‘Clive’ Has Mood and Atmosphere but Little Else

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Photo Source: Monique Carboni

The right mood and atmosphere are essential for a successful theatrical presentation, but they only go so far. Jonathan Marc Sherman’s “Clive,” directed by and starring Ethan Hawke, has Derek McLane’s perfect sleazy setting, Jeff Croiter’s evocative lighting, and Gaines’ dark music to tell a somber tale of decadence and self-destruction. Unfortunately, the jumbled script and sloppy staging provide only unrelenting chaos and shallow characterization.

A program note describes “Clive” as “based on, inspired by, and stolen from” Bertolt Brecht’s first play, “Baal,” which was greeted with boos and critical disgust at its 1923 premiere in Leipzig, Germany. The nihilistic story follows the title character, a narcissistic poet, through a series of episodic adventures in which he lives only for pleasure. In Sherman’s update, Clive is a brutish, drug-addled rock musician who rejects a lucrative recording contract to devote himself to hedonistic pursuits. After deflowering a teenage girl who subsequently commits suicide, Clive joins the mysterious Doc on an alcohol-soaked road trip that ends in a shabby shack in the wilds of Canada. Here a broken-down Clive breathes his last as fishermen mock him by repeating “A rat dies in the gutter. Who cares?” I had the same reaction after 90 bleak minutes of constant gloom, with no insight into Clive’s reprehensible behavior or the society that created him.

Sherman attempts to re-create Brecht’s famous alienation effect by having the characters speak the stage directions and directly address the audience, but these devices come across as gimmicks and never succeed in shocking us into recognizing that we are watching a play or considering that our world is just as nightmarish as Clive’s. A few of the 21 scenes—or “shards,” as Sherman describes them—work. The opening sequence, in which Clive and his cohorts play Truth or Dare at the penthouse of a music executive, has a real sense of edgy danger, but it’s mostly downhill after that.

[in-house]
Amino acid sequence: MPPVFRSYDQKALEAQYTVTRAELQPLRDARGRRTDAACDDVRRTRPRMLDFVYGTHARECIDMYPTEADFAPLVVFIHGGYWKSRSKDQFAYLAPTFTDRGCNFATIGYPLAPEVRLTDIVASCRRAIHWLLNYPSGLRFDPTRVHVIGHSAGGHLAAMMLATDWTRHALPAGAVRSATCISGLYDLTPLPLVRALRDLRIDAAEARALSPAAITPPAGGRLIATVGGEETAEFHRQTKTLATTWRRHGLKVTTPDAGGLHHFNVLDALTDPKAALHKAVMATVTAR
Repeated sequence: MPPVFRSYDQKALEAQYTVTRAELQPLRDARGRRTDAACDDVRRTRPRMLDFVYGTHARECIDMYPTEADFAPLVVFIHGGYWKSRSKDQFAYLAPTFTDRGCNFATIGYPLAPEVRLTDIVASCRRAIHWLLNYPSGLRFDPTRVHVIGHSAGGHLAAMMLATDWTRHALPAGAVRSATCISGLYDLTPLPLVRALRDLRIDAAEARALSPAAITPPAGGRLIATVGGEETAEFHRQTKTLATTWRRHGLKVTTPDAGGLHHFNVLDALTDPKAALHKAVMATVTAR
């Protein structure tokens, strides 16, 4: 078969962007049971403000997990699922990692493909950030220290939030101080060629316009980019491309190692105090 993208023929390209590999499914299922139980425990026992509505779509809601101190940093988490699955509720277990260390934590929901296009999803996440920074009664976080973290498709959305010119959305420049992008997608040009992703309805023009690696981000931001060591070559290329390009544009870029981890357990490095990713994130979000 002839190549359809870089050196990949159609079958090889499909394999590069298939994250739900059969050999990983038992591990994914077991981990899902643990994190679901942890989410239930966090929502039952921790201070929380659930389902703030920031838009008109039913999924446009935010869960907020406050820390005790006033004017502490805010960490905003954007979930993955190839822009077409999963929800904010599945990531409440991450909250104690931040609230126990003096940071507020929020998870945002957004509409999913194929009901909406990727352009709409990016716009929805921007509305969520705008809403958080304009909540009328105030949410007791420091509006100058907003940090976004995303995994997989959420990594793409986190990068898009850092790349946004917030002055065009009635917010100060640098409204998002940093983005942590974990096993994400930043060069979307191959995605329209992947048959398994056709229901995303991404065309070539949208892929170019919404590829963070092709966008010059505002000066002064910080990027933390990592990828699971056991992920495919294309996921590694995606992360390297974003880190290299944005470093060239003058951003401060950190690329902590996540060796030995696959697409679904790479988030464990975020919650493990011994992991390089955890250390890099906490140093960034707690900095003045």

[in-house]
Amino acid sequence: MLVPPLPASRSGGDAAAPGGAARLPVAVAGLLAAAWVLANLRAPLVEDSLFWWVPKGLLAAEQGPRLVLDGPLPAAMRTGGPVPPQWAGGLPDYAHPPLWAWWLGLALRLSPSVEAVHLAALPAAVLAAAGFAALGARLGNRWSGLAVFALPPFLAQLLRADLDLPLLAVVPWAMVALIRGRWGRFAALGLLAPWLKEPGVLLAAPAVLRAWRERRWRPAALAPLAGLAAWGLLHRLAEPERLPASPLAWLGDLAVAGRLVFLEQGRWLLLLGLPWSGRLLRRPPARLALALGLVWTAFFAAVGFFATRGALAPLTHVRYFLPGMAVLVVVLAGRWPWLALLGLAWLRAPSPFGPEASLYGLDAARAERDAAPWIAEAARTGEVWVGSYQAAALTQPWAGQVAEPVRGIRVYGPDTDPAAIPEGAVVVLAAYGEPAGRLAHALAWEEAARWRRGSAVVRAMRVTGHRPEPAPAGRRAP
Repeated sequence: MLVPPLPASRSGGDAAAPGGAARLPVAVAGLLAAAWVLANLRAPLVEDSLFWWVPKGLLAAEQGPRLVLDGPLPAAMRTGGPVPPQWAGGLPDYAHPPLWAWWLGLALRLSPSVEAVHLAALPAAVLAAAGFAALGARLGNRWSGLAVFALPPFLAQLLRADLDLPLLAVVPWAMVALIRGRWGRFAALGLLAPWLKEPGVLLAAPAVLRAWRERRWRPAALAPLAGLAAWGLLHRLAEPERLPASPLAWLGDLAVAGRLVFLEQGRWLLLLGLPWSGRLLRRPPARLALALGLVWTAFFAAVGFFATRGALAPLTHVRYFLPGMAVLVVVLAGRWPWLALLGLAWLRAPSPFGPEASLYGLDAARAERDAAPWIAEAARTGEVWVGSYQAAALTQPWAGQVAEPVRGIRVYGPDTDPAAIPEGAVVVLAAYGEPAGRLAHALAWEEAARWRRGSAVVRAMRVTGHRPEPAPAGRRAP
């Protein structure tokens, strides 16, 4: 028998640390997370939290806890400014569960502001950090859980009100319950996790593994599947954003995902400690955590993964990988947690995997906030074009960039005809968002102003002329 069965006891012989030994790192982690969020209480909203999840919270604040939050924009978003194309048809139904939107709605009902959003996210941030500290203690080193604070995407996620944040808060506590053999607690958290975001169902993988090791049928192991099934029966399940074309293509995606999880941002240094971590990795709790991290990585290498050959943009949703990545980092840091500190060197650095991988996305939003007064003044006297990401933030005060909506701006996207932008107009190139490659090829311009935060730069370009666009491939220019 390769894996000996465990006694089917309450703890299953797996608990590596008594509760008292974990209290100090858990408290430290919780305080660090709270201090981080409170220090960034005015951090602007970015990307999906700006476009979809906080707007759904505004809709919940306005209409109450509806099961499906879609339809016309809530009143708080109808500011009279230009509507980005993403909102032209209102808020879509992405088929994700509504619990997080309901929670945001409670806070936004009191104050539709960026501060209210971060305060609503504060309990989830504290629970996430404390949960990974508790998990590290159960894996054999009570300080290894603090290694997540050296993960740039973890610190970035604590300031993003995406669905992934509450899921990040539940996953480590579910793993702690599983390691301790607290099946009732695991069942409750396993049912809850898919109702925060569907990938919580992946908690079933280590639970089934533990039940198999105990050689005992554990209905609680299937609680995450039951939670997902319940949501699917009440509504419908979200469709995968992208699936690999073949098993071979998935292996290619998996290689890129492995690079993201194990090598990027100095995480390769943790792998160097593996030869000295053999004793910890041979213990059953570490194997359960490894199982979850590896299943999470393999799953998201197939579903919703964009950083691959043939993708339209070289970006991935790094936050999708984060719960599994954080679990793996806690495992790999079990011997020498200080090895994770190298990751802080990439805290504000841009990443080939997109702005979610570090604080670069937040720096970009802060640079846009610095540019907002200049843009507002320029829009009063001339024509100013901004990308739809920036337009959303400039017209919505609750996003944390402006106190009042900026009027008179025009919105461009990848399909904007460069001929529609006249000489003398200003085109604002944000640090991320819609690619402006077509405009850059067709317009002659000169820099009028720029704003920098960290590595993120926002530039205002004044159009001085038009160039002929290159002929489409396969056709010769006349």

Hawke projects the proper debauched world-weariness and in the musical portions is convincing that Clive possesses talent but has wasted it. He also imparts a measure of the impish charm that makes this louse attractive despite his scummy actions. However, the character’s repetitive downward spiral overwhelms the actor’s inventiveness. As Doc, Vincent D’Onofrio offers an outrageous Western accent but not much else. In the multiple-role-playing ensemble, which includes the playwright, only the witty Brooks Ashmanskas creates a quirky and memorable set of loony horrors. Even the remarkable Zoe Kazan, as a series of Clive’s conquests, is reduced to simpering and batting her eyes.

It just goes to show that when both the director and the author are in the cast, an objective eye is lacking, and the production suffers.

Presented by the New Group at the Acorn Theatre, 410 W. 42nd St., NYC. Feb. 7–March 9. (212) 239-6200, (800) 447-7400, or www.telecharge.com. Casting by Judy Henderson.

Critic’s Score: D